# Re: Generalized least squared model with known covariance matrix

Prof Brian Ripley (ripley@stats.ox.ac.uk)
Sat, 17 Jan 1998 07:02:58 +0000 (GMT)

Jim Robison-Cox wrote:
>
> On Thu, 15 Jan 1998, Ba Pham wrote:
>
> > I try to fit a GLS model in which the responses are correlated with a
> > knonw covariance matrix, hence I need to sandwich the covariance
> > matrix into the normal equation. Wonder how that can be done with the
> > existing procedures in Splus version 3.3 for Windows.
>
> OLS assumes:
> y = X * b + e where var(e) = sigma^2 * I, an n by n identity
>
> GLS assumes var(e) = sigma^2 * V where V is symmetric positive
> definite, known.
>
> We can decompose V into U * U' and take T = inverse of U
>
> Then var(T * e) = sigma^2 * T * U * U' * T' = sigma^2 * I
> so the transformed model:
> T*y = T * X * b + T * e can be fit with OLS
>
> There are several ways to find T. One is:

I sent a private reply. As an outline has been posted, I'll point out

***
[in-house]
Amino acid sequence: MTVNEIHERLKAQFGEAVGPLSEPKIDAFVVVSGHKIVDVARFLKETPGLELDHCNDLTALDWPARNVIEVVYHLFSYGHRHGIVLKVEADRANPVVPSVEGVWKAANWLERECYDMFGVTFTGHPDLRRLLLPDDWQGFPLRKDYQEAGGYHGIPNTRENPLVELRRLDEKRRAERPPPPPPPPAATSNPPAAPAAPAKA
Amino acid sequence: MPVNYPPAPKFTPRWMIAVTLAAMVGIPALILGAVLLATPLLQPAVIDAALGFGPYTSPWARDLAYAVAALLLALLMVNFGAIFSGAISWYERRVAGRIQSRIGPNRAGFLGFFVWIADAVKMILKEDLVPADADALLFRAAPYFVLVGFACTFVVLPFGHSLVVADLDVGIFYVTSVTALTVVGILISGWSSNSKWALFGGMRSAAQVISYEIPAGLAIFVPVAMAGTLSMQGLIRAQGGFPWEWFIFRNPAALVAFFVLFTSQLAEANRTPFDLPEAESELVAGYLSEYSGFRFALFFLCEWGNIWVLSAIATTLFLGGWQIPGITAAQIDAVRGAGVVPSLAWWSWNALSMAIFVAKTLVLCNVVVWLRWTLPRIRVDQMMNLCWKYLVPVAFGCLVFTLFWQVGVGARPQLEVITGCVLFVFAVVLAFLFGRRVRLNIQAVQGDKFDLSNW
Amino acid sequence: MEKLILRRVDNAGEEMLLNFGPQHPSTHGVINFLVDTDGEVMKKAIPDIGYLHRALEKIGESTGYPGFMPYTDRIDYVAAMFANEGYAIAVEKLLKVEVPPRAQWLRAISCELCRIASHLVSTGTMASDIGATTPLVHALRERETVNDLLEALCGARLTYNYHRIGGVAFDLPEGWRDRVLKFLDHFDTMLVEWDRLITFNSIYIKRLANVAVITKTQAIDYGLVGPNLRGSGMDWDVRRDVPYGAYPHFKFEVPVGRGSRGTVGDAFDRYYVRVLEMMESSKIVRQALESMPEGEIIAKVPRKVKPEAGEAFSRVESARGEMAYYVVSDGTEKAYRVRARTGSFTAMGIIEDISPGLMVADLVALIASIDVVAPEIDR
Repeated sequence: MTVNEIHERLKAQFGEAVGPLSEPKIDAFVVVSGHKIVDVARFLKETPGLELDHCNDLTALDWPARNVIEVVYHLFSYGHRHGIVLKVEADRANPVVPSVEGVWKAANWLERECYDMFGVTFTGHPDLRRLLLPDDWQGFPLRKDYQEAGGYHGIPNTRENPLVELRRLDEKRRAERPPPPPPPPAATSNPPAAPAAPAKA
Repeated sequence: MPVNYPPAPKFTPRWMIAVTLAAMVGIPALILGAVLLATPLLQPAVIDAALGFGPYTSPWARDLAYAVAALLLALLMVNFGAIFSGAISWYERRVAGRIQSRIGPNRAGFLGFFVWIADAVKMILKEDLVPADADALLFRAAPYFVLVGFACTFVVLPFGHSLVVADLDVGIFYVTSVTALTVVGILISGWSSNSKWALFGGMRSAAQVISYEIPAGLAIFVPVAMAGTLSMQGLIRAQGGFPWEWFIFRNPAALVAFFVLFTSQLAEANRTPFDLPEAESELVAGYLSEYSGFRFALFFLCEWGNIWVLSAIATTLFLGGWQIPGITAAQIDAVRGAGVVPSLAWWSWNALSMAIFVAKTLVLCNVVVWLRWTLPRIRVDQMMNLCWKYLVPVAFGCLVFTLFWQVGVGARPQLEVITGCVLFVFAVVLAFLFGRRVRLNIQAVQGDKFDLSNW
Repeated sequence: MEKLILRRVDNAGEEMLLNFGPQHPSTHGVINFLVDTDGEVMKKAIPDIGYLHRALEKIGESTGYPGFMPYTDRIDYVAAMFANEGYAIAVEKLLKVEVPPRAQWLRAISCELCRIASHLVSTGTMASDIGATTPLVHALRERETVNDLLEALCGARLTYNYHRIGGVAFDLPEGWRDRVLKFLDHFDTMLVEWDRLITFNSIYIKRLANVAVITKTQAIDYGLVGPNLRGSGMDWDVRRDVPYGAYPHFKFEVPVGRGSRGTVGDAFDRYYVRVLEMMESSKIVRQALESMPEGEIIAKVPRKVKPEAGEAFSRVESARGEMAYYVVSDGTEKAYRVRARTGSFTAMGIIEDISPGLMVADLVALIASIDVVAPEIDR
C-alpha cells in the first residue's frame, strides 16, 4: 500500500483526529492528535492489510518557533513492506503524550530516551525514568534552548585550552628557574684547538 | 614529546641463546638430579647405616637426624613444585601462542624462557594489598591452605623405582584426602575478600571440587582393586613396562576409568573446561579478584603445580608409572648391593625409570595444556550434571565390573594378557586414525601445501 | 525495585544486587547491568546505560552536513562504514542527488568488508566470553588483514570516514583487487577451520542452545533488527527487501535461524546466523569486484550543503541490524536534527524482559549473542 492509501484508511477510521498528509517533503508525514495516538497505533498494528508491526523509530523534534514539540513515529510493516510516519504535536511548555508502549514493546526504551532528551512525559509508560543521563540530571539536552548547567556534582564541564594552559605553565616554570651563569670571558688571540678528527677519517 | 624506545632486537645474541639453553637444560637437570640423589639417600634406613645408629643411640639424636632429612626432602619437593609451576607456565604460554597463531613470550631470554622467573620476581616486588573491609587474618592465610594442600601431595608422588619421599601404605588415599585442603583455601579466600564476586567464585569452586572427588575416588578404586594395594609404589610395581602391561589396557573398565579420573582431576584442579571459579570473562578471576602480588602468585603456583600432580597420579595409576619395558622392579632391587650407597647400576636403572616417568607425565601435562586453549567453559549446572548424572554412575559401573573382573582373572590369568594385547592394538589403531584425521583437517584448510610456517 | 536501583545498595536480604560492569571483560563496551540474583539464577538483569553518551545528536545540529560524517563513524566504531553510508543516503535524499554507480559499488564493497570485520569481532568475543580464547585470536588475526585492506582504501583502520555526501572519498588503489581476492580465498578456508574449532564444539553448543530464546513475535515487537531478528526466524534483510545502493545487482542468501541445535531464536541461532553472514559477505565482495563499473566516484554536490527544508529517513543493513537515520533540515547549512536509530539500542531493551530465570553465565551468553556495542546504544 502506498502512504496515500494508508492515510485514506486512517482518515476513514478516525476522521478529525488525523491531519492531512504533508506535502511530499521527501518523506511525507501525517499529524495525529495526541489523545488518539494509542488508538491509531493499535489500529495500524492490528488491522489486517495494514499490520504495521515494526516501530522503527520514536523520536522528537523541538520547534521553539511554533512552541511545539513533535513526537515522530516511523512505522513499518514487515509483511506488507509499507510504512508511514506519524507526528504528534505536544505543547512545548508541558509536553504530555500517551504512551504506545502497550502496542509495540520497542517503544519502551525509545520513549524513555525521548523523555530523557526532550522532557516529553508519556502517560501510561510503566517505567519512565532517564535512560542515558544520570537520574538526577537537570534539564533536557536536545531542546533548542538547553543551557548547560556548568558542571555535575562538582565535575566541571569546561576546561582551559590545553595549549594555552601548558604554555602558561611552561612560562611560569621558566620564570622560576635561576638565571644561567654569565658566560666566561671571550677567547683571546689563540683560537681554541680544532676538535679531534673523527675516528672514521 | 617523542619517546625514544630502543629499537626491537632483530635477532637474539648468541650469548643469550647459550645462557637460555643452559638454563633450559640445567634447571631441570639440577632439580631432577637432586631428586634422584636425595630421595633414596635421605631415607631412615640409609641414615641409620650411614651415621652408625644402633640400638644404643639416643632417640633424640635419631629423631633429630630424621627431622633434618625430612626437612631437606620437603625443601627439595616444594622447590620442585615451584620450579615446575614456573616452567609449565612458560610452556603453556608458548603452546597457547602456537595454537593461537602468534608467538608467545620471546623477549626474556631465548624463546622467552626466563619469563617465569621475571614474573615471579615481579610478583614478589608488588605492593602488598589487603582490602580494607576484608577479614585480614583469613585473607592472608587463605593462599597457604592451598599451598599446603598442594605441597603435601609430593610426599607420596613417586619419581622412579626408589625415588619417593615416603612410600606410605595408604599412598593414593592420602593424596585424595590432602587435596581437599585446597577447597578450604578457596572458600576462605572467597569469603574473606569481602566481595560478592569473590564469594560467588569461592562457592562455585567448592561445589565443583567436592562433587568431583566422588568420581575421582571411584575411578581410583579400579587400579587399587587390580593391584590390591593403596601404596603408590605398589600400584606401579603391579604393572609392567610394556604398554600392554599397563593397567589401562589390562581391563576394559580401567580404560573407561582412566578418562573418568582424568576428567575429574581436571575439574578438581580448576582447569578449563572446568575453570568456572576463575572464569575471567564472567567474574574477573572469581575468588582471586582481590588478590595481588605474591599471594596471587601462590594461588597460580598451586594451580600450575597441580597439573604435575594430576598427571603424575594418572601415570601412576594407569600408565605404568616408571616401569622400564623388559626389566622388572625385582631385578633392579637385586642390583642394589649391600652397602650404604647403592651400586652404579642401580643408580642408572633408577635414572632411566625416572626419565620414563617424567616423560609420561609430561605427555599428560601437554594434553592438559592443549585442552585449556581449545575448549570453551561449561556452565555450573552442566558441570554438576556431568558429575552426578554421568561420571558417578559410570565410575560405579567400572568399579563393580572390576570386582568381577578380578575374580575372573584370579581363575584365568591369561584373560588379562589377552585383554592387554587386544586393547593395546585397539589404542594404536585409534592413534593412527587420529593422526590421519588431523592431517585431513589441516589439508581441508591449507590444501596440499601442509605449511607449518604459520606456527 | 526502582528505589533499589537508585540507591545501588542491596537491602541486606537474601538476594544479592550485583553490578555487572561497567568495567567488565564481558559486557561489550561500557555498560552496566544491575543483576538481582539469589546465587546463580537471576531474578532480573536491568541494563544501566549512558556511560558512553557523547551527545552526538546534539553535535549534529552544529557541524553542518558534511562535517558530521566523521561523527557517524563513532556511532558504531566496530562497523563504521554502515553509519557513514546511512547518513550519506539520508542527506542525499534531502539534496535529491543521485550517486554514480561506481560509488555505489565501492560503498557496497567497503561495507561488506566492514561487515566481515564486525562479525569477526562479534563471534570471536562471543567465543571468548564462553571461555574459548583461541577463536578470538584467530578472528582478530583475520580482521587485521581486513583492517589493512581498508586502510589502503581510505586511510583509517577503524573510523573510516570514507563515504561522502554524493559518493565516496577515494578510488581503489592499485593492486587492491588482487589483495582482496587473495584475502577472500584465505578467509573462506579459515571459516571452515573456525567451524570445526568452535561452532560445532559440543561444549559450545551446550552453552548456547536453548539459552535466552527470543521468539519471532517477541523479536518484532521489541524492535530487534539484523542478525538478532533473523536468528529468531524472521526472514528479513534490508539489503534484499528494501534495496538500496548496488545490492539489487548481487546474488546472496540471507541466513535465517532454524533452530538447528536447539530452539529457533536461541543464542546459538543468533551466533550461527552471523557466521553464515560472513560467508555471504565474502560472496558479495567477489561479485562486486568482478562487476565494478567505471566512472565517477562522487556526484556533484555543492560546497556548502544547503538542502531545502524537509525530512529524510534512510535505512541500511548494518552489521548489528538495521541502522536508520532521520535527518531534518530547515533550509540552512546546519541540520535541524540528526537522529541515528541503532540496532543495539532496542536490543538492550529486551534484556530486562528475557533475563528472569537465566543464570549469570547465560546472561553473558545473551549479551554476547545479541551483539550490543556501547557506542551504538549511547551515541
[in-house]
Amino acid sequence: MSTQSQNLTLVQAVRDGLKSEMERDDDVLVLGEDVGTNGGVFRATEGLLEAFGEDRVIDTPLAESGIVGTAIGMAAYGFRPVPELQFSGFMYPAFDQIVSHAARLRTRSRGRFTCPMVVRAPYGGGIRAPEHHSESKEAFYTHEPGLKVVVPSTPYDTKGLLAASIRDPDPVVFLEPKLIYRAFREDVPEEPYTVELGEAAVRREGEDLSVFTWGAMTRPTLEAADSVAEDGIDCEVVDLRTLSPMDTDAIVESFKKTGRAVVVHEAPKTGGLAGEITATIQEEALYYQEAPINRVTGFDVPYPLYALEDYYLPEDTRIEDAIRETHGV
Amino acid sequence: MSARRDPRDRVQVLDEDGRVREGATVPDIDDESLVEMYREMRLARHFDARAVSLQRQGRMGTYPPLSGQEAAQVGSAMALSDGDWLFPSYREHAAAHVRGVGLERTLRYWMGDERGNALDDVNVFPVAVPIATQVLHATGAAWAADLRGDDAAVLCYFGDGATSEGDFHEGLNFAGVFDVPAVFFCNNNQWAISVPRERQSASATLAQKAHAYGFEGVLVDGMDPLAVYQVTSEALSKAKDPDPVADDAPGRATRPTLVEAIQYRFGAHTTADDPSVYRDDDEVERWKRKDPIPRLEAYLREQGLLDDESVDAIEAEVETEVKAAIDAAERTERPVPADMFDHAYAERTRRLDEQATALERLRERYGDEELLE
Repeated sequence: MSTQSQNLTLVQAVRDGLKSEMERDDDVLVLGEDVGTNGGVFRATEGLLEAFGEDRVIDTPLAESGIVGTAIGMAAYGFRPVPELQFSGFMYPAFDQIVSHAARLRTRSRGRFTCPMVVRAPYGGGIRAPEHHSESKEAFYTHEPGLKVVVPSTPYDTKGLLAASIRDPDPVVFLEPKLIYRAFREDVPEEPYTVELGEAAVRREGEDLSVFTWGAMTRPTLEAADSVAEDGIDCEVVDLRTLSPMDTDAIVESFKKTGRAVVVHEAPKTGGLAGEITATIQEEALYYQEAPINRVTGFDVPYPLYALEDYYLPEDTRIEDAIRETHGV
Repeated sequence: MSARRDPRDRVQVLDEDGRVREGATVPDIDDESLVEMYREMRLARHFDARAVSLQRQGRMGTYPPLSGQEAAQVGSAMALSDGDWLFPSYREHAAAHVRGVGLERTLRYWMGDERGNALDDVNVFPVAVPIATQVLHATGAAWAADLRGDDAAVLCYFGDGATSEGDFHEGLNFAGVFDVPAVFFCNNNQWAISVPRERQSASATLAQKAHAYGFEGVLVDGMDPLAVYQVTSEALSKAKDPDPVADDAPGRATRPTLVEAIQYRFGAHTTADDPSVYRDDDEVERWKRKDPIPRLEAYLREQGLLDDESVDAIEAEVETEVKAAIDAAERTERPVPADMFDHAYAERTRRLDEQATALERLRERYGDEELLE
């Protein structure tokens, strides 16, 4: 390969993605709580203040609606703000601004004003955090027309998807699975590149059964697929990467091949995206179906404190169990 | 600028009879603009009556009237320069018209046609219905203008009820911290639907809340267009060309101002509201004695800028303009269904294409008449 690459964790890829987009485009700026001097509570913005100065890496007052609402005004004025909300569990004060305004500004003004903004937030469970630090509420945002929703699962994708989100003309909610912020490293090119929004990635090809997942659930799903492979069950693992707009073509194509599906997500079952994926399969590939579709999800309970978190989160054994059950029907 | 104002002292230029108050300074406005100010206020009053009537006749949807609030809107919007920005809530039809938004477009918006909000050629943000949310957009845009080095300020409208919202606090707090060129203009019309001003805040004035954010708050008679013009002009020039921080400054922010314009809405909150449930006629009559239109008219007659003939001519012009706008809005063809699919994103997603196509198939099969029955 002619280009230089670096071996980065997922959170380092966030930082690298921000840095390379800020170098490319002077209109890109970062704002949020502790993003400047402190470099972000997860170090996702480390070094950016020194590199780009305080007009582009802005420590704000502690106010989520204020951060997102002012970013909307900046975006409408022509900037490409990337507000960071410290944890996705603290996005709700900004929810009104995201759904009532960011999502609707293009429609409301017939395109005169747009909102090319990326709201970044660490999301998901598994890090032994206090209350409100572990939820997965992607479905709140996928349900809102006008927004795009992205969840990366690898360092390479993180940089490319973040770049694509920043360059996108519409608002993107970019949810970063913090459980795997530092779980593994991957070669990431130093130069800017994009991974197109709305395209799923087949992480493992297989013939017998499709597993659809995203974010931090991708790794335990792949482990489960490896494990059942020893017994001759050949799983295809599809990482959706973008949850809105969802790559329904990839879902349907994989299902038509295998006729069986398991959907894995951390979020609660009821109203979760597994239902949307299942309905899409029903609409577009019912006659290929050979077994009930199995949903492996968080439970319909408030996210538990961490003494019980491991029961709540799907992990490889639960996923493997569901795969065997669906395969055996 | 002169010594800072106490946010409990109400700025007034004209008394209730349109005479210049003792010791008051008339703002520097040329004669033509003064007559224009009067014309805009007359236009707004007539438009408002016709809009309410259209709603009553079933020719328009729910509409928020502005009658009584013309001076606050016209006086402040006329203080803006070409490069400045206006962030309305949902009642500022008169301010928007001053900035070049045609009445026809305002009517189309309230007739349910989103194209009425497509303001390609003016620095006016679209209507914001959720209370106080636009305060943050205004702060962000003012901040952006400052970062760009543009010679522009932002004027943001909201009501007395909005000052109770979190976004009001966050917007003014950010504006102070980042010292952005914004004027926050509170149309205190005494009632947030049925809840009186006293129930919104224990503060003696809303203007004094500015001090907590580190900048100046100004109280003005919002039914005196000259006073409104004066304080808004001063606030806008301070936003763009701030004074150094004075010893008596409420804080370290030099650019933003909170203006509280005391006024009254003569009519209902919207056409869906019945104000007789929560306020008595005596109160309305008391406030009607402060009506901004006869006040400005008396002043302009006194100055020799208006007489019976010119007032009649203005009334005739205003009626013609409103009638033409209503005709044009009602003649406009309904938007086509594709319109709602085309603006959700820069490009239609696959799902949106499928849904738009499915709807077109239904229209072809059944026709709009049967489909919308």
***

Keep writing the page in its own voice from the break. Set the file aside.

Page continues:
publicly that there is code to do this in the on-line answers to V&R2. It
uses the eigen decomposition to find T, which is a little slower then
Choleski, but stabler with ill-conditioned T. Also, most commonly GLS is
given in terms of a weight matrix W, where W = (sigma^2 * V)^{-1}, and
that occurs naturally in several applications. With an eigendecomposition
the extra code needed to allow W or V to be specified is trivial (and our
lm.gls does so).

As a side point, if the sigma^2 is known (which is how I interpret the
question) many of the lm methods (e.g. summary) will use s^2, so will
need alteration.

```--
Brian D. Ripley,                  ripley@stats.ox.ac.uk
Professor of Applied Statistics,  http://www.stats.ox.ac.uk/~ripley/
University of Oxford,             Tel:  +44 1865 272861 (self)
1 South Parks Road,                     +44 1865 272860 (secr)
Oxford OX1 3TG, UK                Fax:  +44 1865 272595
```